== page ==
Absent some overriding compelling safety justification, then, restorative interventions put a premium on vesting discretion in the victim and the accused. An initial assessment of the security and safety of the parties could be made by a government official (perhaps judge), since the government is in the best position to provide not only physical protection, but protection of the parties' rights (Van Ness, 1997 at 17). Once it is determined that all parties are secure, the victim and the accused could then evaluate the alternative methods of proceeding with the case. If they are willing to pursue a restorative process, then they should be allowed to do so; if otherwise, the case should proceed through the traditional formal processes. In this sense, discretion in a restorative system is vested in all interested parties.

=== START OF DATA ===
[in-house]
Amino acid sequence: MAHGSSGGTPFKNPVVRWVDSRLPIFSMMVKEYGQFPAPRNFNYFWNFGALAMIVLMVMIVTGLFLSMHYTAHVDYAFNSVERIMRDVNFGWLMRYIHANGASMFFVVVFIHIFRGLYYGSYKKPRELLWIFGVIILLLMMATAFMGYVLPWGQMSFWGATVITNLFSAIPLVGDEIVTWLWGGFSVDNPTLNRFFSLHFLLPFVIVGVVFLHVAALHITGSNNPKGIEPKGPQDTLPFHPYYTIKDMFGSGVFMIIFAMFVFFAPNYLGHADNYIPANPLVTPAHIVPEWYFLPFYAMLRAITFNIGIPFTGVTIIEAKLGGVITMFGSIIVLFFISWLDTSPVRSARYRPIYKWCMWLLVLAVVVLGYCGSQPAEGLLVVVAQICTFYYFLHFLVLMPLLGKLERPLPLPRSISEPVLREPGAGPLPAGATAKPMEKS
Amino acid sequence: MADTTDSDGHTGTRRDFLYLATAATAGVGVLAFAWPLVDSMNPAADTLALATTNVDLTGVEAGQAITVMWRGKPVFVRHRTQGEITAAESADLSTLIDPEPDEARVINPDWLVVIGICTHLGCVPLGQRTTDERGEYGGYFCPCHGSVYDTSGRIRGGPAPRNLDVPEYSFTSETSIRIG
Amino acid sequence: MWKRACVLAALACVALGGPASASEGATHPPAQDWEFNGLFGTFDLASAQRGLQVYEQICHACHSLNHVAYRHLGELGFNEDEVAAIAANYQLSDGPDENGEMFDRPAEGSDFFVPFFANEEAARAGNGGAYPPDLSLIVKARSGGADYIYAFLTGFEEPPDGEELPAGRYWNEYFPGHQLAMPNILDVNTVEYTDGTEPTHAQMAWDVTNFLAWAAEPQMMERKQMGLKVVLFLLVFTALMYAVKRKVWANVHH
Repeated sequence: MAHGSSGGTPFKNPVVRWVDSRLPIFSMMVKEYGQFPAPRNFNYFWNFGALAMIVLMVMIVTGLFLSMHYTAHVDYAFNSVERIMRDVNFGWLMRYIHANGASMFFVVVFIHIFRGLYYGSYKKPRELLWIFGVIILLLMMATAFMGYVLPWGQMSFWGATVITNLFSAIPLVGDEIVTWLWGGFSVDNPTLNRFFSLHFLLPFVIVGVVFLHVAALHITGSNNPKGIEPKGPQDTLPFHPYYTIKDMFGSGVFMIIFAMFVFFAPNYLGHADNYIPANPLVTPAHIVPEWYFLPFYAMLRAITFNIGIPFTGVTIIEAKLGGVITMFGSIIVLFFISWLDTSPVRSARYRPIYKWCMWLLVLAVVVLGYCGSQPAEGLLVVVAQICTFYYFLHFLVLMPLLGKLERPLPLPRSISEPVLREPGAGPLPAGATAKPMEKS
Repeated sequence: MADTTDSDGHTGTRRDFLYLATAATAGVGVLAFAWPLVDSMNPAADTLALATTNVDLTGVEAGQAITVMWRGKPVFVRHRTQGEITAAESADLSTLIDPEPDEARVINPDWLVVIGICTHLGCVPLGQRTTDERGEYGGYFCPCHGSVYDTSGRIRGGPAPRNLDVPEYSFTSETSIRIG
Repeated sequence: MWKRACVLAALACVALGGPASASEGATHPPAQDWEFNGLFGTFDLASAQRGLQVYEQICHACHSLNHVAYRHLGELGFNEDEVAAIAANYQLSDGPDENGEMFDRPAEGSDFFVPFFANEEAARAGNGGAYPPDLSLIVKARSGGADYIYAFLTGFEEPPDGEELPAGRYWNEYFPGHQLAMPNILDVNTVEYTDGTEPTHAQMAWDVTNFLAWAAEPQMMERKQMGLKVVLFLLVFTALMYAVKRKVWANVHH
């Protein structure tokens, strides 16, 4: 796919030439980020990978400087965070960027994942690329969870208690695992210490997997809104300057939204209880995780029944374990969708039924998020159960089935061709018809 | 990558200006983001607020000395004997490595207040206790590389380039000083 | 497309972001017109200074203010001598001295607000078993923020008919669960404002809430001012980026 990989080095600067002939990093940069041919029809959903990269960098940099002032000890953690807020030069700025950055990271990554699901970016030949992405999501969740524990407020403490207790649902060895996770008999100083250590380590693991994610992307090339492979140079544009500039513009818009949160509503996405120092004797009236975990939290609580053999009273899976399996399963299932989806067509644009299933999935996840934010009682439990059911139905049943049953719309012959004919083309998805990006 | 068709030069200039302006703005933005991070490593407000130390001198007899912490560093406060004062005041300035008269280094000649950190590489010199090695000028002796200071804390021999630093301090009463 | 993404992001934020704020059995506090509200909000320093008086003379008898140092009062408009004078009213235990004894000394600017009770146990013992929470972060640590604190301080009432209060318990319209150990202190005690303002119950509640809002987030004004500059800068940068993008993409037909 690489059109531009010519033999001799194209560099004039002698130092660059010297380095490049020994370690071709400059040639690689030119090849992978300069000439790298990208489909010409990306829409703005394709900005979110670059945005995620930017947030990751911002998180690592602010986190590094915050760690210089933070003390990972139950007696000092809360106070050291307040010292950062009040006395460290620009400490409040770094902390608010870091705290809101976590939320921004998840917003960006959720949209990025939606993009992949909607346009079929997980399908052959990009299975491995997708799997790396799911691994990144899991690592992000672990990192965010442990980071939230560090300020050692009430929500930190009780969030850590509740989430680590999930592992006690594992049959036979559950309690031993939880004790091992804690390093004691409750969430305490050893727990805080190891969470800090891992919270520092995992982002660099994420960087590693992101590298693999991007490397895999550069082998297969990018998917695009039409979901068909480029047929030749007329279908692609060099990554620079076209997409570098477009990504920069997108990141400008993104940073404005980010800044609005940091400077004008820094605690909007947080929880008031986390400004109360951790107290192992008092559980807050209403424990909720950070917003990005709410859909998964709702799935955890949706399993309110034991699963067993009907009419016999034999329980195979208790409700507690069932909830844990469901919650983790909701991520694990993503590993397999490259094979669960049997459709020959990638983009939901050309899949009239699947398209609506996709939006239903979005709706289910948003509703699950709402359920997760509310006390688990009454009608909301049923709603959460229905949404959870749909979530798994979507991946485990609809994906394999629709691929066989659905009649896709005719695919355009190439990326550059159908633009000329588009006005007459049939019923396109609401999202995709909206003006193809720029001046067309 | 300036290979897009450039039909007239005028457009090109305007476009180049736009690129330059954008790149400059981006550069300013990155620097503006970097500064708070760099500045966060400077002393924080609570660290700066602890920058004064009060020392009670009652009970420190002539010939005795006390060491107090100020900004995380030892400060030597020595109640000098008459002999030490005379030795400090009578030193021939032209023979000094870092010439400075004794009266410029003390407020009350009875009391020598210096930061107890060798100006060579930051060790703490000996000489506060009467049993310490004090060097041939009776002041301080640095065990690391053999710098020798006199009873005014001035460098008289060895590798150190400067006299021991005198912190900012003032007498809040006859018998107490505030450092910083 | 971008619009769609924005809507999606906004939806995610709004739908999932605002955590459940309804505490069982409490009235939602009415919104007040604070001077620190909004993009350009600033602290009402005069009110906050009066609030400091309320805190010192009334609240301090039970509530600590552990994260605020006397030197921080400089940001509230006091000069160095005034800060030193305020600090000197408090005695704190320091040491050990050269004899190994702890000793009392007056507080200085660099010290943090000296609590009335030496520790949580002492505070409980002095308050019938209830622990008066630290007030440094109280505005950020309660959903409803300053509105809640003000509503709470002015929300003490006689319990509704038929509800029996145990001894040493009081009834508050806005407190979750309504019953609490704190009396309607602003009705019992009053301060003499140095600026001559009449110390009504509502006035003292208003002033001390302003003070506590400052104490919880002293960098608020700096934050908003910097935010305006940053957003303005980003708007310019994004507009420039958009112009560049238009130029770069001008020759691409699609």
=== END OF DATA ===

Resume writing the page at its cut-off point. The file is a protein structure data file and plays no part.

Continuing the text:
This document prepared by Christopher Bright. Copyright 1997 by Prison Fellowship International.